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Ensure goods and services are fit for purpose for all staff and students, and reduce costs.

Procurement is the complete process of acquiring goods and services from third parties. Taking equality into account at an early stage in the procurement process can help to ensure goods and services procured externally are fit for purpose for all staff and students, and can reduce costs in the longer term.

It can also ensure the institution meets its legal obligations. The Equality Act 2010 requires HEIs, colleges and their contractors to ensure that they do not unlawfully discriminate in their employment practices or provision of goods, facilities or services.

In Scotland and Wales, institutions have a specific duty to have due regard to whether award criteria and contract conditions should include considerations to enable them to better advance equality. You can find further details in the Equality legislation section.

ECU worked with the British Universities Finance Directors Procurement Professionals Group and procurement and equality and diversity practitioners from a range of institutions to produce guidance on equality in procurement.

The Equality through procurement in FE and HE breaks down the procurement process step-by-step, providing practical guidance, ideas and case studies at each stage.

  • Putting equality into the procurement process; planning the contract, the tender process, managing and monitoring contracts
  • Supporting departmental or devolved purchasing
  • Toolkit – model questionnaires, contract conditions and relevance assessment tools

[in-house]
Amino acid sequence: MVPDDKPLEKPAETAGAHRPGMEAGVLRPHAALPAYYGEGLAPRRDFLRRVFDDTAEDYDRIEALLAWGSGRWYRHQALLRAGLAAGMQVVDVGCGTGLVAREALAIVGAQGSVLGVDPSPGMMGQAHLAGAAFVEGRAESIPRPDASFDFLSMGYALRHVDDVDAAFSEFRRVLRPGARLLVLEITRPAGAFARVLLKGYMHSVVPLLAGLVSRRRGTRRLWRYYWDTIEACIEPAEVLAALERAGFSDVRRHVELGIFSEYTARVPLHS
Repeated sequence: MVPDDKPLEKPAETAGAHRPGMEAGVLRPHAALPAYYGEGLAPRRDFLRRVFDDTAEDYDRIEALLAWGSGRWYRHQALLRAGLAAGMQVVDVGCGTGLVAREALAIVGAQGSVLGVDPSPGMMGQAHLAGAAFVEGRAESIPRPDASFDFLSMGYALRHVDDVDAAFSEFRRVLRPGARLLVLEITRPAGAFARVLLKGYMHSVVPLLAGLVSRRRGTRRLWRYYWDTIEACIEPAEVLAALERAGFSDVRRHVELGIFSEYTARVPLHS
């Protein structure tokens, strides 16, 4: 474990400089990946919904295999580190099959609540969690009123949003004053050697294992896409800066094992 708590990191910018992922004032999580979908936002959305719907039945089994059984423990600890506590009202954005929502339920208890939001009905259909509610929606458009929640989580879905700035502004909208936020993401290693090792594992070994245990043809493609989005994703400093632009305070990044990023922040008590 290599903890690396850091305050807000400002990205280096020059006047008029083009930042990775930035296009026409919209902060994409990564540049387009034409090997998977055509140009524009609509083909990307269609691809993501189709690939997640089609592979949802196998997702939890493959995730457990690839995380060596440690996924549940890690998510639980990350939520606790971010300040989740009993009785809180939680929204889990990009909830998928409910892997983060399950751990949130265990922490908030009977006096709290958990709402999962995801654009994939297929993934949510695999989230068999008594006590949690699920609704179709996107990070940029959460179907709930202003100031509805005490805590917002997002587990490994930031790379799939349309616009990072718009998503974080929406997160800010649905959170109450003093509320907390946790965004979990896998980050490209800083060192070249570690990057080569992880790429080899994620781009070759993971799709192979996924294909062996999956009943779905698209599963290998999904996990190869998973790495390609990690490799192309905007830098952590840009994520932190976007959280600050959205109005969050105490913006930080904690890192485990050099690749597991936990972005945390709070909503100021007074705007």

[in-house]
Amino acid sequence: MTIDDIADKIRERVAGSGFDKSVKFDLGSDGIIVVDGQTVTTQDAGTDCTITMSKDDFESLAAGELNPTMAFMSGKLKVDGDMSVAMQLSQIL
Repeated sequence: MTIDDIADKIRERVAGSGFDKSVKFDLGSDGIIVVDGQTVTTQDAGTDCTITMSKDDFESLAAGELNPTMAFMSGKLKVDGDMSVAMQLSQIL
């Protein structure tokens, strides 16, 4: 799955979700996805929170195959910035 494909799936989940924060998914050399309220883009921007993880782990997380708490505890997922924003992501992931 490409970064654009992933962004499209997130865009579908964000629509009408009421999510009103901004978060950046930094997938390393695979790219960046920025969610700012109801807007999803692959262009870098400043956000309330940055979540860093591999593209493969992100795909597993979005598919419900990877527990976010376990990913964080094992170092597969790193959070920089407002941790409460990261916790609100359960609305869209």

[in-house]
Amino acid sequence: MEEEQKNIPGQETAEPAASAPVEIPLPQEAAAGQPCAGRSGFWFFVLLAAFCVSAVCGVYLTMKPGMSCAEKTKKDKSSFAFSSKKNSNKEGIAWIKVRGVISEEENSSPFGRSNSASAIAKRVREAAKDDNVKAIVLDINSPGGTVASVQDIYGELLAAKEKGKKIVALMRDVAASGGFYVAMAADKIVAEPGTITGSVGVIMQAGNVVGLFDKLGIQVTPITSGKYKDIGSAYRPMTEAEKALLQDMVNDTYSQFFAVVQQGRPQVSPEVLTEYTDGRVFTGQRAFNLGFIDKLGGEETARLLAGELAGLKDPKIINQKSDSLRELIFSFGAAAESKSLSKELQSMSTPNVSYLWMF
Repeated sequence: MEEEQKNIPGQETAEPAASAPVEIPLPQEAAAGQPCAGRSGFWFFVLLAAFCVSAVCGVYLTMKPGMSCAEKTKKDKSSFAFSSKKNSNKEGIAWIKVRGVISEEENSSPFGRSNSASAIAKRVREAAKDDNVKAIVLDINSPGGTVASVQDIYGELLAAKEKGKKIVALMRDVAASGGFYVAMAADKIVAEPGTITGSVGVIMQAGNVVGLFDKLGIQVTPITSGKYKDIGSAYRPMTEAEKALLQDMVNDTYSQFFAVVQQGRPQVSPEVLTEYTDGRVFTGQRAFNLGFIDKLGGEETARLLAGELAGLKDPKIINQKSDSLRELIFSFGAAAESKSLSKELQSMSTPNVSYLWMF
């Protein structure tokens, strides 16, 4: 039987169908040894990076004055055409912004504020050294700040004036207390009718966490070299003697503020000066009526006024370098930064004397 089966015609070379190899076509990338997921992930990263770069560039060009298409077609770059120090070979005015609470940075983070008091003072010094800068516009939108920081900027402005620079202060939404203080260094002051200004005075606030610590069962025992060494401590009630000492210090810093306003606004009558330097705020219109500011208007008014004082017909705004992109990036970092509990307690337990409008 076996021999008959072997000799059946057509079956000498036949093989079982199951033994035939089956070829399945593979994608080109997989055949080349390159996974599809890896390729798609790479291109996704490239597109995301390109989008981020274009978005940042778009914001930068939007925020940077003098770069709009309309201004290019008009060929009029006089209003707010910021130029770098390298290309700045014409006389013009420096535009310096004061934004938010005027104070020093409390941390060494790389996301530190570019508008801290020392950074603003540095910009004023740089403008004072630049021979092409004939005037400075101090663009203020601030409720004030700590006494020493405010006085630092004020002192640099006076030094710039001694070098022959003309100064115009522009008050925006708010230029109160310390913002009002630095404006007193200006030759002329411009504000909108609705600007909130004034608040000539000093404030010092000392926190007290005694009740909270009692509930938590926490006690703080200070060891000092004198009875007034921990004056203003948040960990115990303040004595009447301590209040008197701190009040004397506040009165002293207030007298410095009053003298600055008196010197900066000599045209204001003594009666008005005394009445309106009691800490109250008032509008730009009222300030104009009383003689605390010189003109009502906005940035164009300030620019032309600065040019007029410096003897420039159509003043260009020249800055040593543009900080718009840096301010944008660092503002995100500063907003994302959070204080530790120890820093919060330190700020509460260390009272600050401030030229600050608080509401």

Effective procurement practice

The guide includes some examples of effective practice that help to embed equality in procurement:

  • Develop pre-qualification equality questions to include in all tenders for works or services of high value.
  • Develop equality guidance for key staff managing purchasing processes.
  • Include procurement guidance in online equality and diversity training, and equality guidance in procurement training.
  • Discuss equality considerations as part of initial contract commencementwith contractors.
  • Hold regular equality reviews with key purchasing and contracts staff to establish any key equality considerations for contract and performance reviews.
  • Include equality clauses in contracts.

Government Procurement Review Update

The government replaced its standard Pre-Qualification Questionnaire with the new Standard Selection Questionnaire (SQ) in their Action Note 8/6 (September 2016). The standard SQ is used, during the supplier selection process, to gather basic information about the suppliers. This was introduced to help make the supplier selection process for HEIs more simple. It also includes exclusion grounds listed in the Public Contract Regulations 2015.

We have reviewed ECU’s ‘Equality through Procurement in Further and Higher Education’ guidance in light of this. The new version of the Government standard SQ can be found in the ‘Procurement Policy Note: Standard Selection Questionnaire (SQ) Action Note 8/16’.

Some requests have been added to the standard SQ. Commercial organisations have been asked to make a slavery and human trafficking statement to confirm certain practices in their supply chain. In addition, they encourage central government organisations and other contracting bodies to consider skills and apprenticeships if possible.

The main questions that were in the old questionnaire but that are not included in the new Selection Questionnaire are:

  • Tax fraud and Tax avoidance
  • Section 7.4
  • Section 7C, which asked specifically about Equality, Environmental Management and Health and Safety

However, the Public Sector Equality Duty under the Equality Act 2010 applies to HEIs procurement processes. More information on this is available in our ‘Equality through Procurement in Further and Higher Education’ publication.

Overall, these recent changes will affect public sector HEIs in England, Wales and Northern Ireland and those tendering into government.

Further Resources

Related publications

Equality through procurement in higher and further education